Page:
Home    Proofreading    Proofreading for International Students    Editing    Rewriting    Copywriting    E-book conversion   
Enquiry Form    Testimonials    Blogspot    UK–US English    Contact Us   

WriteItClearly.com

We make words work for you

Call: +44(0)1483 836124
Email: enquiries@writeitclearly.com

WriteItClearly.com writing, editing and proofreading services

BlogSpot

BlogSpot List

Apostrophe's - what?

by: Marilyn Owen (25 July 2008)

It seems that everywhere I go, even when eating a healthy snack, I am faced with the sight of a redundant apostrophe in a plural noun or phrase such as for example Omega 3ís! I ask myself looking down at my packet of healthy tortilla chips Omega 3ís what?

The reason for my annoyance at seeing this commonly used mark of punctuation in a plural is simply because - it shouldnít be there.

So here briefly are the rules for when and when not to use an apostrophe.

We use an apostrophe to show either

(a) possession
or
(b) contraction

(a) Possession

  • You want to show that something belongs to one person, animal or thing - so place the apostrophe after the noun and add an s (singular)
    Examples:
    • Paulís book
    • teacherís pet
    • Lindaís sons
    • the bookís index
    • the cakeís ingredients
    • the breadís consistency
  • You want to show that something belongs to more than one person, animal or thing (plural):- this is when you have more than one cat, dog teachers etc who share something.
    Examples:
    • The catsí bowls
    • the dogsí bones
    • the teachersí timetables

BUT NOTE: the rule for adding apostrophes is to place the apostrophe after the plural endings Ė some plural nouns donít end in S! Think children and people, where this time the apostrophe is placed before the s!
Examples:

  • The childrenís room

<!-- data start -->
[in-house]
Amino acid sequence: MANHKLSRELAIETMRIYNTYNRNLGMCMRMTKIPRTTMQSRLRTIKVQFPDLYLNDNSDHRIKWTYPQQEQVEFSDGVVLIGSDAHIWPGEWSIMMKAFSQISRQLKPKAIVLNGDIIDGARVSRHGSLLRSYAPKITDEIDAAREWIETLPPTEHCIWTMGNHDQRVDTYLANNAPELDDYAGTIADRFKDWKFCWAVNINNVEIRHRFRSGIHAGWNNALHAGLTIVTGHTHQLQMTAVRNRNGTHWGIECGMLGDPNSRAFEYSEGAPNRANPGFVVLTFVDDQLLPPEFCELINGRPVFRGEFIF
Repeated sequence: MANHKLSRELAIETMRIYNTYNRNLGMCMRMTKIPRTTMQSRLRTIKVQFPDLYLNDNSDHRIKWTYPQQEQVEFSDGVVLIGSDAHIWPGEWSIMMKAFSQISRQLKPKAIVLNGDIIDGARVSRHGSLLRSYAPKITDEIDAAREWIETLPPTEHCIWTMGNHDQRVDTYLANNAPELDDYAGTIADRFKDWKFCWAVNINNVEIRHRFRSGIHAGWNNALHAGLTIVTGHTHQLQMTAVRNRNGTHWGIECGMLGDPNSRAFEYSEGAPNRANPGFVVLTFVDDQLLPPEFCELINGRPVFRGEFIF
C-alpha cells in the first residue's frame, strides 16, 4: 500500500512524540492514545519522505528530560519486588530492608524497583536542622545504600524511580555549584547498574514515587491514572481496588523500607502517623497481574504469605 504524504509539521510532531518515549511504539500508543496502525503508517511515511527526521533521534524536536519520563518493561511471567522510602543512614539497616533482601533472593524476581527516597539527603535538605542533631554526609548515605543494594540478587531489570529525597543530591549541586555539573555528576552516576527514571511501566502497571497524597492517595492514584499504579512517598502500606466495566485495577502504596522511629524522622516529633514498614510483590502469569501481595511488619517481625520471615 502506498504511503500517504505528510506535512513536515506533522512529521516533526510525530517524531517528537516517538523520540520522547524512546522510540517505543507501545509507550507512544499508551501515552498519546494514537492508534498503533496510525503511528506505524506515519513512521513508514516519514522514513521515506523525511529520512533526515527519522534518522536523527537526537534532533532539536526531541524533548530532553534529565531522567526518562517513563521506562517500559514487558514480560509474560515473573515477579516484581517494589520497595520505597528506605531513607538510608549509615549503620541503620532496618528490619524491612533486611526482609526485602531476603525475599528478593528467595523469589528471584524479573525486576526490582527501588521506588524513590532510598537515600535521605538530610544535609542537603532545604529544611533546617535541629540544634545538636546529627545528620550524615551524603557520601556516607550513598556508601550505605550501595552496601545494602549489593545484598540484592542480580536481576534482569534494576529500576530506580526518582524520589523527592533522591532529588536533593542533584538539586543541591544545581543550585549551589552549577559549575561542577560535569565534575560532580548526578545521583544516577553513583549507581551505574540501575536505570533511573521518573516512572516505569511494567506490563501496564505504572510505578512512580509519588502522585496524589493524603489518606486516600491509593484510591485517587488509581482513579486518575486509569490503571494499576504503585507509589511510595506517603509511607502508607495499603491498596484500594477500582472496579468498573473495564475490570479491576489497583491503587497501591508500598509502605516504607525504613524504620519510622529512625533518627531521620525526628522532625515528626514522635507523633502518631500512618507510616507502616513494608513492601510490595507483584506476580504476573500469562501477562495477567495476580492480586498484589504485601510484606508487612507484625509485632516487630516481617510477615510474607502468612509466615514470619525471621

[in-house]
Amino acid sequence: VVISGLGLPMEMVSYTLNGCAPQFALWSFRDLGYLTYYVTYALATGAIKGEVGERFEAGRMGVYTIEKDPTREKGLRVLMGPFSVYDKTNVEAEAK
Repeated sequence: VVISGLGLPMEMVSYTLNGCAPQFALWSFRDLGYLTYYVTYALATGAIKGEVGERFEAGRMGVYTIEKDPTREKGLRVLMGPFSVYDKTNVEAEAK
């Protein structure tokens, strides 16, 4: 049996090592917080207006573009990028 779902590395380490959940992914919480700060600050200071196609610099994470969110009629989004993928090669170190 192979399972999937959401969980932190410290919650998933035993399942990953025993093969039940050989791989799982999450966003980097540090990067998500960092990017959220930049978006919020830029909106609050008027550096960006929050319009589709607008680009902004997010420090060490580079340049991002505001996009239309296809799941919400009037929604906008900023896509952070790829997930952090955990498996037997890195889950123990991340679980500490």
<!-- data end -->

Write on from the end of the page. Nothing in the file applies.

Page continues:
• The peopleís charter

Lastly on the subject of plurals, we donít use an apostrophe simply to say that something is plural! Hence the Omega 3s! Iím including here some actual real life examples of this sad misuse of the apostrophe. Use the apostrophe either to denote possession or to show that there is a missing letter such as in youíre, which is in fact a friendly contracted form of - you are !

(b) Contraction

Here the function of the apostrophe is to indicate that there is a missing letter. Perhaps the most commonly used example is itís which is an abbreviated and much friendlier version of it is. Using contracted words is nice and informal and creates greater text flow in your writing.

However itís important not to make the following mistakes:

  • Never use an apostrophe in its for example in the following example:
    The house we saw yesterday is the one for us. Its location is perfect for our needs.
    This is because in this sentence the word its refers to the houseís location and is not a shortened form of it is!

    In a similar way, never use an apostrophe in your when it indicates possession or relationship: for example:

    • Your friend, wife, husband
    • Your computer, books, pen

    But do take care to use an apostrophe to shorten you are, we are and they are. Here are some examples:

    • Weíre coming to visit you today.
    • Weíre always at your service.
    • Youíre such a good friend to me.
    • Youíre working very hard.
    • Theyíre coming later on.
    • Theyíre very happy.
  • Thatís all for now! Watch this space for some more examples of dos and doníts when it comes to apostrophes!

    Views: 1233

    Other articles on Punctuation, spelling and grammar and Education

Some related articles

'Grammar vigilante' at work   How Waitrose used the grocer's apostrophe   SPECTRE: why is the title of the new Bond film in capitals?  

BlogSpot List


Comments...

Leave your comment

* Mandatory field

Username
(choose one or use your existing username) *:
Email address (enter your email address) *:
Your Comment *:
Enter security code:
cypher

Home    Our Services    About Us    Blog    Links    Enquiry Form   

© WriteItClearly.com 2006–2018